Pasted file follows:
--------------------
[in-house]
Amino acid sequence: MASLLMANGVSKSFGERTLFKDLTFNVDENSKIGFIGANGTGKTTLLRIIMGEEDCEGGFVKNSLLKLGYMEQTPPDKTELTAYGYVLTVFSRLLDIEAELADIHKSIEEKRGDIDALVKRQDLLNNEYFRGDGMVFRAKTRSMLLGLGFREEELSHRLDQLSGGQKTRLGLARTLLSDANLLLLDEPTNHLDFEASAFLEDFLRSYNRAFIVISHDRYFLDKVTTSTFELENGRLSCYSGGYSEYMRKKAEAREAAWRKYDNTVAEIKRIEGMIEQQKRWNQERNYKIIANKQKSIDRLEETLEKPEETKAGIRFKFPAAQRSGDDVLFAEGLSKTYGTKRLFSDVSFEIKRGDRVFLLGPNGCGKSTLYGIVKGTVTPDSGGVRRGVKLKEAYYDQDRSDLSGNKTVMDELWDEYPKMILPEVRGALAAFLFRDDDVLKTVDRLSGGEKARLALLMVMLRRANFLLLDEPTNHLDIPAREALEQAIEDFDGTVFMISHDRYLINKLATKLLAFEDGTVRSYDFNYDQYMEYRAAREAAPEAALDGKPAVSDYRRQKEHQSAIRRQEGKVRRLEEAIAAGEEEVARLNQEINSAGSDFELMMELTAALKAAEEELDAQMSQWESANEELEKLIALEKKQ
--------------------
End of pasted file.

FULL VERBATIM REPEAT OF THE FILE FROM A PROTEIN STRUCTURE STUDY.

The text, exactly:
[in-house]
Amino acid sequence: MASLLMANGVSKSFGERTLFKDLTFNVDENSKIGFIGANGTGKTTLLRIIMGEEDCEGGFVKNSLLKLGYMEQTPPDKTELTAYGYVLTVFSRLLDIEAELADIHKSIEEKRGDIDALVKRQDLLNNEYFRGDGMVFRAKTRSMLLGLGFREEELSHRLDQLSGGQKTRLGLARTLLSDANLLLLDEPTNHLDFEASAFLEDFLRSYNRAFIVISHDRYFLDKVTTSTFELENGRLSCYSGGYSEYMRKKAEAREAAWRKYDNTVAEIKRIEGMIEQQKRWNQERNYKIIANKQKSIDRLEETLEKPEETKAGIRFKFPAAQRSGDDVLFAEGLSKTYGTKRLFSDVSFEIKRGDRVFLLGPNGCGKSTLYGIVKGTVTPDSGGVRRGVKLKEAYYDQDRSDLSGNKTVMDELWDEYPKMILPEVRGALAAFLFRDDDVLKTVDRLSGGEKARLALLMVMLRRANFLLLDEPTNHLDIPAREALEQAIEDFDGTVFMISHDRYLINKLATKLLAFEDGTVRSYDFNYDQYMEYRAAREAAPEAALDGKPAVSDYRRQKEHQSAIRRQEGKVRRLEEAIAAGEEEVARLNQEINSAGSDFELMMELTAALKAAEEELDAQMSQWESANEELEKLIALEKKQ